In a separate survey by the University of Regina in 2015, approximately 80 per cent of more than 400 respondents ranked the overall quality of service by the Regina Police Service as very good to excellent. Indigenous respondents, however, were more likely to disagree that police were sensitive to the needs of their ethnic group.
- Respondents’ overall trust and confidence in police represented as score between 0 and 25
- Indigenous respondents’ average score: 18
- Non-Indigenous respondents’ average score: 21
Source: University of Regina, 2015
The survey reported on respondents’ overall trust and confidence in police. Fewer Indigenous respondents were shown to trust police compared to non-Indigenous respondents.
For Betty Krohn, trusting police is an issue she’s wrestled with since childhood. She remembers police escorting her from her home after social services took her from her parents. Those lingering memories, combined with stories she’s heard from other Indigenous people in the course of her work, eroded her trust in police.
“I think if I was having problems they’d be the last people I’d go to. Why? Basically, because you hear so many stories about how they’ve treated other people,” she says.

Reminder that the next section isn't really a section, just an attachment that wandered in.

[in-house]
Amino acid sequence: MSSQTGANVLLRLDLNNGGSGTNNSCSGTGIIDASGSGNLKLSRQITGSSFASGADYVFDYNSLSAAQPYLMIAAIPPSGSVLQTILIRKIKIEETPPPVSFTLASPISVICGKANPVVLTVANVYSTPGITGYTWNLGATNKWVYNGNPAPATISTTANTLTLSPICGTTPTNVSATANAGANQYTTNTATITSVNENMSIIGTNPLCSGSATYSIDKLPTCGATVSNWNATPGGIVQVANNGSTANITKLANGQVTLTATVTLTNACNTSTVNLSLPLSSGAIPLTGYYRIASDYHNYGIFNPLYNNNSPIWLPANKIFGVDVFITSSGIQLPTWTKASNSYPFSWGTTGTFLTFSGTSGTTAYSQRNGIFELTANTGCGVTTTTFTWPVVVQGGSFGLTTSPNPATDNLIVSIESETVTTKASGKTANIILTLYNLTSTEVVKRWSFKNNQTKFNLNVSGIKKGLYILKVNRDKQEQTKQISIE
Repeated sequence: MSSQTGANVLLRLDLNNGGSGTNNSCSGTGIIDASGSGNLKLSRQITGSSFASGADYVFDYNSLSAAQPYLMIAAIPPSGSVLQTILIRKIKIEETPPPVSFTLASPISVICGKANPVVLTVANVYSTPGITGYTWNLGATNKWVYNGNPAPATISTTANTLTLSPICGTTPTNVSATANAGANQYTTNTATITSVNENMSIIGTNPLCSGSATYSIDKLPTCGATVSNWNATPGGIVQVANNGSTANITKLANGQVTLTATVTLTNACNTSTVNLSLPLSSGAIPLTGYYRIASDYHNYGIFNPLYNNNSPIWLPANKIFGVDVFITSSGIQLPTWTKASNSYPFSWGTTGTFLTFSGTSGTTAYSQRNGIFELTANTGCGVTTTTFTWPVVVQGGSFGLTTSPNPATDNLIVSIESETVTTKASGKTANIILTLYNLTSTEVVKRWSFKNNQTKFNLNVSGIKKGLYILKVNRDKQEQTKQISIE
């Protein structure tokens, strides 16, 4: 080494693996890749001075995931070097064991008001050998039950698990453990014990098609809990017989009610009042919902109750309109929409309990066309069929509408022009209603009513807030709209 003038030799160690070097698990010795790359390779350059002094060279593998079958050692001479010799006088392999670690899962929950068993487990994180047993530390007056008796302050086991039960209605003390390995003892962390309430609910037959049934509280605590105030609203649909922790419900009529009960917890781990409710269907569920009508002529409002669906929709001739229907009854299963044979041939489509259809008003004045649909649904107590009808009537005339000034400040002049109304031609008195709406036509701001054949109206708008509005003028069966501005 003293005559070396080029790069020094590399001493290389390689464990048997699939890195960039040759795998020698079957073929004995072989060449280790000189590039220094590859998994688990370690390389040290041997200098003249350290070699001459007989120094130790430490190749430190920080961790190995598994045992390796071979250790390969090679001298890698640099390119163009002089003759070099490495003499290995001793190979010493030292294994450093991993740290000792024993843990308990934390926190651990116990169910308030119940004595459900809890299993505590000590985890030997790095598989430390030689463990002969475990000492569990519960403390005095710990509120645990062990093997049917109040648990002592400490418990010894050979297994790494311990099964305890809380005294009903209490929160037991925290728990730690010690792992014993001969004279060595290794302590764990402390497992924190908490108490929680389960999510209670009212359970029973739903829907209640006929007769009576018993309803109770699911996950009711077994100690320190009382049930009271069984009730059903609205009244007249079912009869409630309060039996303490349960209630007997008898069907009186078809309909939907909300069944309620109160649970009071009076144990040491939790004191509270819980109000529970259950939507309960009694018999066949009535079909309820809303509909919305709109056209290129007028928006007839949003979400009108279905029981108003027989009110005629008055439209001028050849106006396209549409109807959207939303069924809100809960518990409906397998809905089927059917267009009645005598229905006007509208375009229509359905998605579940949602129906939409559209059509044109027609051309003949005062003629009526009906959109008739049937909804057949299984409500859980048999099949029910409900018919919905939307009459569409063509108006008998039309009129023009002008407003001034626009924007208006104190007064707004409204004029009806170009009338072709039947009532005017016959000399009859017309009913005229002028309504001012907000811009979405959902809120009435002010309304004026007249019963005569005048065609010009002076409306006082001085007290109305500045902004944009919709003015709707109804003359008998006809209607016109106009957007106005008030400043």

From victim to advocate
Fear and distrust of police by Indigenous peoples is something Scott Clark is familiar with both professionally and personally.
Clark is the executive director of ALIVE, a group that advocates for urban Indigenous people in Vancouver, B.C.
The Discourse Media-Maclean’s survey results rang true for Indigenous peoples in Vancouver, Clark says.
At-risk Indigenous youth, in particular, often report being stopped by police for seemingly no reason, says Clark. Sometimes police just question youths, other times, however, he alleges police get physical.
Clark says that while loss of trust in police and increased fear of them are both casualties in such interactions, the future intangible impact is profound. “We lose lives, we lose hope, we lose futures. It causes a lot of harm to a family and to a community,” he says. “We need to give these kids hope.”
For Clark, the issue has personal significance.
He moved to Vancouver from the Sc’ianew First Nation on Vancouver Island at age 16. He was stopped and questioned by police one night and asked to produce his identification. He reached for it in his inside jacket pocket and was immediately assaulted by a police officer, he says.
“I was beaten pretty badly and I remember he even charged me too,” Clark says. “It’s not just me. This is a story that is too common even still today.”
Almost four decades later, Clark encourages police and young Indigenous people to defuse the us-versus-them mentality.
One method is through a program called NASKARZ, which stands for Never Again Steal Cars, a partnership between Ray-Cam Cooperative Centre, Vancouver Community College and the Vancouver Police Department (VPD).
The program brings together police, automotive staff and at-risk youth, including Indigenous youth, to build and refurbish cars at college facilities.